Diogenesister: But could your Aunt programme a computer? Did she understand the influence of historical, contemporary and cultural factors in the development of photographic artwork, a thorough knowledge of the sciences - Particles, Quantum Phenomena and Electricity. - understand the periodic table?Biological sciences, sociology? Economics? It's not fair, of course, to have expected your Aunt to know any of these things given *when* she went to school. But that's my point. Kids now have so much more *to* know.
You make a good point. It takes much more to be considered an educated person in 2017 than it did in 1936 and schools may be perfectly justified in scrapping Greek to make way for BASIC. The problem I see is more and more being scrapped without anything to replace it. Between the ages of 5 and 17 I attended six different public schools and not one of them taught computer programming, photography, quantum physics or the periodic table. Was I just extraordinarily unlucky or do my experiences reflect a general trend in American public education? And while it is true that knowledge on these subjects is more available than it's ever been, my fear is that unless children are exposed to these subjects in schools, they are unlikely to be motivated to study them on their own even when the information is literally at their fingertips (online).
Even worse, schools may actually discourage independent study by forcing students to attend when their time could be better spent in the library or learning online. A few years back my state actually eliminated science and math from its High School proficiency test. The reason: most students could not get a passing score with these on the test. Lots of people were upset about it, but who could really argue that demanding proficiency in these arcane subjects was only making it harder for most students to graduate? Most of them will never use these skills in adulthood anyways; so why bother?
And yes, many of them do study Miltons ' Paradise Lost' or go to a theological seminary and study the Bible. Probably far more do these things than did back then.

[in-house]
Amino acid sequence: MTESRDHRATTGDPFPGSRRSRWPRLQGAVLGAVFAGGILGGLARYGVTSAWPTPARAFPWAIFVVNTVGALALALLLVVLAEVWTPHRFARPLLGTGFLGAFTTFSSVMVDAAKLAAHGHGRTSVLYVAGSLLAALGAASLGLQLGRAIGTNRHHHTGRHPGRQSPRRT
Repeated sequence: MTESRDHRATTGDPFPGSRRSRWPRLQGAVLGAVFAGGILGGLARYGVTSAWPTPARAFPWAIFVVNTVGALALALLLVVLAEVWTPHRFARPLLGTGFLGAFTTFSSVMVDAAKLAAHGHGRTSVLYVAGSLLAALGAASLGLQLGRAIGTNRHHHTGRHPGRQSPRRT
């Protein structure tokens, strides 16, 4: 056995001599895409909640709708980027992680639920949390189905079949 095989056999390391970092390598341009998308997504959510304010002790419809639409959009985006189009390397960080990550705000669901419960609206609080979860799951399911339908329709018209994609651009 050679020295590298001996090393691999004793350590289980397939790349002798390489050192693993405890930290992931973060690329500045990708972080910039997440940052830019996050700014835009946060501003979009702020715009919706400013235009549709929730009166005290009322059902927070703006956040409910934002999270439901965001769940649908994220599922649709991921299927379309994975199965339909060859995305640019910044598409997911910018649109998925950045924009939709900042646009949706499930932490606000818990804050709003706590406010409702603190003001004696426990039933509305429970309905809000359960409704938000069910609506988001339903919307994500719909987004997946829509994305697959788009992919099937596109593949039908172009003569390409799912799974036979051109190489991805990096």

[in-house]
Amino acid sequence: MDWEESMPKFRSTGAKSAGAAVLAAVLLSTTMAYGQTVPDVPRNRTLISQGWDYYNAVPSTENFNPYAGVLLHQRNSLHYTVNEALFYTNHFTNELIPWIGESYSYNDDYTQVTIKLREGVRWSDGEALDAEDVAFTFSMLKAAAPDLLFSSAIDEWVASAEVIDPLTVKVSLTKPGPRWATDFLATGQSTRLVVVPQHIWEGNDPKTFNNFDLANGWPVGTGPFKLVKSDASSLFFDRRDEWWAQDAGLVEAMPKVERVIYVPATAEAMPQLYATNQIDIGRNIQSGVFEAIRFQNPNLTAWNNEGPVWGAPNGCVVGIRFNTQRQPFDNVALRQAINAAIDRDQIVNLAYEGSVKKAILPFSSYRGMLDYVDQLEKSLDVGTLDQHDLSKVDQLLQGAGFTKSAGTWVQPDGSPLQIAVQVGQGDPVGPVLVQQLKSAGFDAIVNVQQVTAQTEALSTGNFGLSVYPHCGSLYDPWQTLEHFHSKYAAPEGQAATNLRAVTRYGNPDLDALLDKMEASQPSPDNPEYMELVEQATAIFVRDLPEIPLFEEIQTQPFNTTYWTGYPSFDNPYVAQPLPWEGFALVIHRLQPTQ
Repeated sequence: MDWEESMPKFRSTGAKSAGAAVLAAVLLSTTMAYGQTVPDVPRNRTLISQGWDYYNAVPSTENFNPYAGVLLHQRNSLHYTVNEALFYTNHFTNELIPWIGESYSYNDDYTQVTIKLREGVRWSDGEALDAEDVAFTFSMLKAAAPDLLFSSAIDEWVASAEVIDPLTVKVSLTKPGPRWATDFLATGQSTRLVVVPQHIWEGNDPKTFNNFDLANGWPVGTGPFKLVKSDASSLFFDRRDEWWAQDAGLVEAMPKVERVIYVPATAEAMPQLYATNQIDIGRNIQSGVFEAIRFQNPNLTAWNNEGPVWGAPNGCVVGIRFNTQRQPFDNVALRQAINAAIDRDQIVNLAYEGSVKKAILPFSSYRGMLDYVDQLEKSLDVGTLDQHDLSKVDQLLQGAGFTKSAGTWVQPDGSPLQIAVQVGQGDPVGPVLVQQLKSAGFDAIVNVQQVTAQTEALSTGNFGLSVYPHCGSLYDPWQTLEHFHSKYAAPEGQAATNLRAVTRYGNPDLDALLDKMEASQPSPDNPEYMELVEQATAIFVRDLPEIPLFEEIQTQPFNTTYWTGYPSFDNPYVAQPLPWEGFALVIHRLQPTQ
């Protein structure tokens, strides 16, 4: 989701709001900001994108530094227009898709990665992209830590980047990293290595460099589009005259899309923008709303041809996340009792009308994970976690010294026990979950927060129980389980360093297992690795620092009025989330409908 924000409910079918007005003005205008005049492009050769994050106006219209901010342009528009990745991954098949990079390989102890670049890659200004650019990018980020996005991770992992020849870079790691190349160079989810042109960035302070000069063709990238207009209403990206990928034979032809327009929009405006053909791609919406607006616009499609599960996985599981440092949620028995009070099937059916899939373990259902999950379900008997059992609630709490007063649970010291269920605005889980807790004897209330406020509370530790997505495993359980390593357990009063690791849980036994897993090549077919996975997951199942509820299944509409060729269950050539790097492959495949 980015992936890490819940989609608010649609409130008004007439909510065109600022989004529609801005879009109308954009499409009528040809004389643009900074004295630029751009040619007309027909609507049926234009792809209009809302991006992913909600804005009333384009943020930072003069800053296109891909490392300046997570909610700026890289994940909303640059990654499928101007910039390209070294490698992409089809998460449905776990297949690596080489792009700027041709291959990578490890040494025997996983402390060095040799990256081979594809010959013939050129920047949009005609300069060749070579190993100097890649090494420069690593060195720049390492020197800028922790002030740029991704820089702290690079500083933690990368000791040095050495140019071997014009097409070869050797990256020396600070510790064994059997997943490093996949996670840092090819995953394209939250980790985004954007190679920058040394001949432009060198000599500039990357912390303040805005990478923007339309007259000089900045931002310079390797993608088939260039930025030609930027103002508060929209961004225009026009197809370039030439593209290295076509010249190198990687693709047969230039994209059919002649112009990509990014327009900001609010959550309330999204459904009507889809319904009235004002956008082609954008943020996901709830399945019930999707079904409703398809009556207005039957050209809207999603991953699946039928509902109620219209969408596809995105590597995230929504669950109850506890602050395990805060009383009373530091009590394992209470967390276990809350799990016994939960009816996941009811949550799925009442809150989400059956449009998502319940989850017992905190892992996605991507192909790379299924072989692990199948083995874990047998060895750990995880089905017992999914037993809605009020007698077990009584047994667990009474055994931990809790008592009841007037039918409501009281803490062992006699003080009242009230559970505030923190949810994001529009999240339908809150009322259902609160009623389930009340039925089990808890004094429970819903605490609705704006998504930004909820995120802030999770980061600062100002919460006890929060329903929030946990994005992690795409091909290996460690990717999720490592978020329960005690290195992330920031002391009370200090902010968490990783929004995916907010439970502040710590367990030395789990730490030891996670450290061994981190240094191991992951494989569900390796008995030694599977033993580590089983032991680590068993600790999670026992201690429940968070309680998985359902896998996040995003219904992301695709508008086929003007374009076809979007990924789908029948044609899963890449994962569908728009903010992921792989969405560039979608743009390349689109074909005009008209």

Unless the kids in question are attending a Catholic school, that is very unlikely. Between the religious right and the PC liberals, most literature has been eliminated from the public curriculum. Milton would be too religious (which would piss off the liberals) while fundy parents would be aghast at Mark Twain' swearing, his liberal use of the word 'nigger' and the way he encourages juvenile delinquency. What's left? I don't blame most kids for being illiterate. The 'literature' I was exposed to in school would not have encouraged me to learn how to read and write. If you doubt what I have said, I would like you to compare your own child's literature book with an old fashioned McGuffey reader (which you can download online for free). Notice that the McGuffey reader has quotations from the King James Bible, William Shakespeare, Samuel Johnson, Dryden, Dickens, Horace, and many other good poets and writers. Does your child's literature book contain the work of even a single author of note? I rest my case.
steve2: This is pretty much the JW view, despite the virtual eradication of a host of childhood diseases that once threatened children's wellbeing and mortality (whooping cough, polio, measles, chicken pox, etc).
Most of those were eliminated in the early 20th century by philanthropic physicians. Now that all the cancer and AIDS research is carried out by greedy universities and corporations who have absolutely nothing to gain by finding a cure (but a lot to loose in both funding and treatments), don't expect any more diseases to be eliminated in the near future.
Besides, many diseases in the West nowadays are those of older age (cancer, heart disease, stroke) and, if anything, show the increased longevity of men and women in modern societies.
I talked to an acquaintance the other day whose son in law dropped dead over the weekend from an anerism. He was 20 years old. Children are dying of cancer. These diseases used to be associated with old age, but not anymore and I strongly suspect that environmental pollution is playing a big part in it.
And let's not forget how common it was in the past for women to die in childbirth - and often their babies with them; infant mortality was once very high and was one of the reasons larger families were prized. With improvement in lifestyles and health, infant mortality is now at its lowest level in recorded history
Well, you've got me there. The only come back I can think of is that these lucky infants may not be so grateful in a few years when they realize what a terrible world they have been born into.